• February 20, 2017

David Lambeth Killed, Narinder Singh Charged in Strafford, MO, Accident

Strafford, MO -- February 16, 2017, David Lambeth was killed after an accident where 18-wheeler driver Narinder Singh allegedly caused a fatal crash.

The Missouri State Highway Patrol responded to the fatal crash at around 8:00 a.m. near the intersection of I-44 and Highway 125.

They say that an earlier accident caused traffic to come to a slowdown. 44-year-old Narinder Singh was driving an 18-wheeler westbound on the interstate and came to the line of traffic at high speeds. He swerved around the line of traffic and struck the back of another 18-wheeler in another lane.

This caused his trailer to jackknife across more lanes before hitting a Ford pickup. The collision caused the semi to roll over, and it landed on the driver's side of the pickup.

The driver of the pickup, 43-year-old Lambeth, was killed in the accident. It's unclear if anyone else was injured.

Singh claimed that a car cut him off, causing him to swerve, but multiple witness testimonies refuted this. Singh was arrested following the accident, and he currently faces a charge of first-degree involuntary manslaughter.

Police have not released any additional details at this time.

Map of the Area


A prominent theory of negligence used in modern law is a concept known as negligent hiring. In a nutshell, this theory holds that since employers maintain a significant amount of control over their employees, they are expected to diligently vet employees in order to ensure that workers are not put in positions that impact public safety or safety of a co-worker. For instance, a company would be guilty of negligent hiring if they hired a known drug addict to work in a pharmacy. Likewise, it would be an act of negligent hiring if a daycare hired a known child molester. The bottom line is that society imposes a legal obligation upon companies to exercise due diligence in staffing positions within their firm. Should they fail to do so, they are effectively seen as an accomplice in whatever harm is perpetrated by the offending employee.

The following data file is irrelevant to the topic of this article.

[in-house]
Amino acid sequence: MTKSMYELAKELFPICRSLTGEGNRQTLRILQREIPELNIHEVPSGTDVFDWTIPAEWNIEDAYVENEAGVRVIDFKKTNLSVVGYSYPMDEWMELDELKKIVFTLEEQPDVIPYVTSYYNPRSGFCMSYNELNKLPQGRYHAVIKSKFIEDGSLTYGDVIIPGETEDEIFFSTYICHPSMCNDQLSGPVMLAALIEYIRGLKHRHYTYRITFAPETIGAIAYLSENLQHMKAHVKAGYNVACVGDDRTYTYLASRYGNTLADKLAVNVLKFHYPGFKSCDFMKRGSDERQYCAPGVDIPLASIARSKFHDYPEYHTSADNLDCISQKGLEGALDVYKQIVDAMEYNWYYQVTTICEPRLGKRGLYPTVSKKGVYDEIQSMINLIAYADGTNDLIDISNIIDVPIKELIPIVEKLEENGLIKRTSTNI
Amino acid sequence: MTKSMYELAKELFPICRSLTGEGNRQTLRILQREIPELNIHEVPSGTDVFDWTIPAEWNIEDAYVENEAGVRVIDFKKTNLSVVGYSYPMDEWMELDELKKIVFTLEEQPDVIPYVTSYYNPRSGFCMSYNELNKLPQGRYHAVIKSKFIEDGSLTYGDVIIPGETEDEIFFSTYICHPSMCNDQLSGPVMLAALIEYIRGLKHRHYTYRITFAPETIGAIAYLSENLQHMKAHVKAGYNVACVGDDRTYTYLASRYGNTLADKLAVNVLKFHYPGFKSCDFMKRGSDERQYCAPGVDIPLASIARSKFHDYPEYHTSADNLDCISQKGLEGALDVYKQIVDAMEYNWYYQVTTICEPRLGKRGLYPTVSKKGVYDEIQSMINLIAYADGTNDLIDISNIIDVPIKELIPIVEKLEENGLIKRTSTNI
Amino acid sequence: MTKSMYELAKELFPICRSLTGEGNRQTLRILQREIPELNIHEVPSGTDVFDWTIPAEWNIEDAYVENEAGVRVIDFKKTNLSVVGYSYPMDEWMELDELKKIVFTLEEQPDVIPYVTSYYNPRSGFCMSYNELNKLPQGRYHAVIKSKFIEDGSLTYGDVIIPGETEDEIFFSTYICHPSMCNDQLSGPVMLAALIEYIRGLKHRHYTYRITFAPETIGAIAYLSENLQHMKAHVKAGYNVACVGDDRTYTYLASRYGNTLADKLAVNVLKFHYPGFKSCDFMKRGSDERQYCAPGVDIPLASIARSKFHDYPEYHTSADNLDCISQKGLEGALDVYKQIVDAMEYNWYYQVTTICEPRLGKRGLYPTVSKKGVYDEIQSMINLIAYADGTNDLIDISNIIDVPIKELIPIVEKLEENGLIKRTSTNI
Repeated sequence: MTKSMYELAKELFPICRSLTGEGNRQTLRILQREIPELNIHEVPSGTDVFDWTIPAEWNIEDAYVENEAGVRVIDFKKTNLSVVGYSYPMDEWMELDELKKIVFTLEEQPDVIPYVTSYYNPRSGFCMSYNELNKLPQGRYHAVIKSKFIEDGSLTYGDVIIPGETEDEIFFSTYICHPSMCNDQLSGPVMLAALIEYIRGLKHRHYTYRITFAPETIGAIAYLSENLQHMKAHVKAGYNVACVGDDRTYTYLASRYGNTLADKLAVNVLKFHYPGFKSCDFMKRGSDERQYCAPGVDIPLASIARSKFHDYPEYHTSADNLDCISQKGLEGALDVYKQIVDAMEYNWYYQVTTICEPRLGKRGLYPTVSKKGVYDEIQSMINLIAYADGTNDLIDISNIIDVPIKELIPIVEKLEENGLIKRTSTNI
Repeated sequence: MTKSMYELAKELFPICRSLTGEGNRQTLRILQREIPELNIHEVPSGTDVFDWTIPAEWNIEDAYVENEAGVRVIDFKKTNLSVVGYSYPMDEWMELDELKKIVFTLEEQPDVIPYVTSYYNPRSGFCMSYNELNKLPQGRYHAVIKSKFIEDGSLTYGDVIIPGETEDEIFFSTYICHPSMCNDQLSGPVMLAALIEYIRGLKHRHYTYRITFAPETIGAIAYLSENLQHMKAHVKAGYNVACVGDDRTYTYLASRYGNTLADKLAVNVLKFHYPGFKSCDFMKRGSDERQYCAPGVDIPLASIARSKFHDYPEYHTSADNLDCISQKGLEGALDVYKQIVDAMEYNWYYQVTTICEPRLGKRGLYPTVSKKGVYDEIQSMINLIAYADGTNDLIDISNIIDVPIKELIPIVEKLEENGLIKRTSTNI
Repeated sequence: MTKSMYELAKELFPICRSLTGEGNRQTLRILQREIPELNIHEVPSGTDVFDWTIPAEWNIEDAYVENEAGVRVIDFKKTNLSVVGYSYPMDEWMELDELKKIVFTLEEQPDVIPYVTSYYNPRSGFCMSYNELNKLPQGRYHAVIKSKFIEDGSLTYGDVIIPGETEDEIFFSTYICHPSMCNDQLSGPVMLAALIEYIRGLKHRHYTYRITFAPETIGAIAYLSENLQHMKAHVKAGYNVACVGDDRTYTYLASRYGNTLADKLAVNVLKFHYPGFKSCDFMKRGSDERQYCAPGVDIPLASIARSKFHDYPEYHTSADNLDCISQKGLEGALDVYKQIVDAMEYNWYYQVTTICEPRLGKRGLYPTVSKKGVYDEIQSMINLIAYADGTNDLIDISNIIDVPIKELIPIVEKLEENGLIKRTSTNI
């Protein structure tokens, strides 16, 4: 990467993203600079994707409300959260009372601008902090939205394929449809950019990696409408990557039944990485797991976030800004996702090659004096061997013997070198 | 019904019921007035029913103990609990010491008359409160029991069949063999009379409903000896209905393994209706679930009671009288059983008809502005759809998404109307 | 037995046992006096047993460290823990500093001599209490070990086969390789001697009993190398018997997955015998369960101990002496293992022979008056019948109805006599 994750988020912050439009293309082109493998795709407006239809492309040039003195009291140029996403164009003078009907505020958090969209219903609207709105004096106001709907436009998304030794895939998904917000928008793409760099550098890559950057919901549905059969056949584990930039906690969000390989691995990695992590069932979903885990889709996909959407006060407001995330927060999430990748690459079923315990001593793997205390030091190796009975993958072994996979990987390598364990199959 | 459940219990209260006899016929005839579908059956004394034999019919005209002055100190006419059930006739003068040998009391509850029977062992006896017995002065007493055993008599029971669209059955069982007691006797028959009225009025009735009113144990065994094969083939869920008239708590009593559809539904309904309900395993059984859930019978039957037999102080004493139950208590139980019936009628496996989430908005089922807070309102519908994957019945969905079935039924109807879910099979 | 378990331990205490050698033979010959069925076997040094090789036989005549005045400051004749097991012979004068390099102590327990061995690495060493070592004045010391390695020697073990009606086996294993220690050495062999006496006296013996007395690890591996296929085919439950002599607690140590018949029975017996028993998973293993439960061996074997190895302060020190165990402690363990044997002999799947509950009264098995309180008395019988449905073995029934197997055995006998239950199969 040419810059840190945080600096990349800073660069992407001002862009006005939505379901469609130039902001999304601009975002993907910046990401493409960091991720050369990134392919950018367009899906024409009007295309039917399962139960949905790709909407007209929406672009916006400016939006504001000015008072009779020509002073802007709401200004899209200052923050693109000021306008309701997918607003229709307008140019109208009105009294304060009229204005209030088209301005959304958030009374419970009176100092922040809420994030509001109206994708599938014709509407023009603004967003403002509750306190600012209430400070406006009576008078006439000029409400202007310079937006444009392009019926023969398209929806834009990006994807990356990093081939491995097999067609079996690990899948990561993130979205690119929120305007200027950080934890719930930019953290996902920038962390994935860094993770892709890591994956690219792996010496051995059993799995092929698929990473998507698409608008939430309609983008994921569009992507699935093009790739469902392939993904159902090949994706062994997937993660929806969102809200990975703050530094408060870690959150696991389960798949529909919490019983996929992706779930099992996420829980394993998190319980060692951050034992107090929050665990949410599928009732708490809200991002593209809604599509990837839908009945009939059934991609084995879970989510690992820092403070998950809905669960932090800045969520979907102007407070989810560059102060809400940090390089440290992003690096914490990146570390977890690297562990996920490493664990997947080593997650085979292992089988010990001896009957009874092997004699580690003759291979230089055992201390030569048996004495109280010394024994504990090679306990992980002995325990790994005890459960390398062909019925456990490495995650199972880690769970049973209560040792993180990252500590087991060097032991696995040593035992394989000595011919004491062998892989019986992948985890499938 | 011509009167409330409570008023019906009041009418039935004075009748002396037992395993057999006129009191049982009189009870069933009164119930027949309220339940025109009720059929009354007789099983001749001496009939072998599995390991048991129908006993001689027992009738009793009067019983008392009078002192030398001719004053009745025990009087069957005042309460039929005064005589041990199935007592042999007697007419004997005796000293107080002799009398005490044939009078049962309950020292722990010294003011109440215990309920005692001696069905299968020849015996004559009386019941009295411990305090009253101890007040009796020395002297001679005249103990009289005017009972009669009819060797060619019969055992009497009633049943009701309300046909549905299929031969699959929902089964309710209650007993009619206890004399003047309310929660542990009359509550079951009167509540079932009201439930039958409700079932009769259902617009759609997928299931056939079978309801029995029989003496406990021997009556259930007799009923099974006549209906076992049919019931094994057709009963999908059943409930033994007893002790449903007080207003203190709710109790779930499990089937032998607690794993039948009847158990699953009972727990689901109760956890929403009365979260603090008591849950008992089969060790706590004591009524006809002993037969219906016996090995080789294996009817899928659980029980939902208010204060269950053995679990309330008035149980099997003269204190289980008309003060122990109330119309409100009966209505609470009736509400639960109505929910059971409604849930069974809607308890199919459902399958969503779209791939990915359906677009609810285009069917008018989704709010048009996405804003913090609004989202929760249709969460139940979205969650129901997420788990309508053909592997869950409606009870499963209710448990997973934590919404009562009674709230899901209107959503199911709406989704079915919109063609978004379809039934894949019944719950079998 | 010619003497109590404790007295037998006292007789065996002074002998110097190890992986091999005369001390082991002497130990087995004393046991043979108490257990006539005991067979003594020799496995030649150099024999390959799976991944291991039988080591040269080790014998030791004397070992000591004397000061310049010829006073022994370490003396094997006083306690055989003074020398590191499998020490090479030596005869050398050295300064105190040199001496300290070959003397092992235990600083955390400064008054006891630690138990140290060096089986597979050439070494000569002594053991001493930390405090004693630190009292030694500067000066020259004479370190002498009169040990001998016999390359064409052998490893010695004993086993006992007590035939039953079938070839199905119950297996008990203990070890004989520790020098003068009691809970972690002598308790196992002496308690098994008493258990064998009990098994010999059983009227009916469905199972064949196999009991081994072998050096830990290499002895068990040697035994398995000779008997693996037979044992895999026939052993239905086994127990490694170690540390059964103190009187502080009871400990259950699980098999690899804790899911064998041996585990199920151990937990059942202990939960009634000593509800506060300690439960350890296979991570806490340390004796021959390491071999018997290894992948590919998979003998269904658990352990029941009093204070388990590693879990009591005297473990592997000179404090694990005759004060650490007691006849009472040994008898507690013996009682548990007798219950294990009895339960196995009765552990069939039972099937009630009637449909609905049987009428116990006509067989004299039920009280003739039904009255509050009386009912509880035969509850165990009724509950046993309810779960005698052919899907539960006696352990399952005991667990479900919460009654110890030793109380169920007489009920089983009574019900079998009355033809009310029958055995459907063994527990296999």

If the news reports regarding this crash are accurate, there is no way in a million years this truck driver should have been operating a commercial vehicle. Multiple news outlets have reported some of his alleged past violations:

  • leaving the scene of a crash.
  • 6 speeding violations.
  • failure to obey traffic signs.
  • driving with defective equipment.
  • driving while suspended.

He may have caused the crash, but whoever hired him to drive a truck despite his track record bears a significant portion of responsibility for Mr. Lambeth's death. If news outlets could uncover this guy's driving history, then certainly an employer should have been able to do the same. Not only should they have been aware for logical reasons, they are legally required to ensure their drivers are fit for the job.

Whether they failed to do a proper background check or put this guy on the road even knowing his past, they negligently allowed an unsafe driver to operate a commercial vehicle. That decision led to a severe accident which took someone else's life. Criminal law may seek to hold Mr. Singh responsible for his actions in this case, but it won't do much to punish whoever hired him in the first place. For justice to truly be done, it's only fair that the company whose negligent actions contributed to Mr. Lambeth's death is also held accountable.

--Grossman Law Offices



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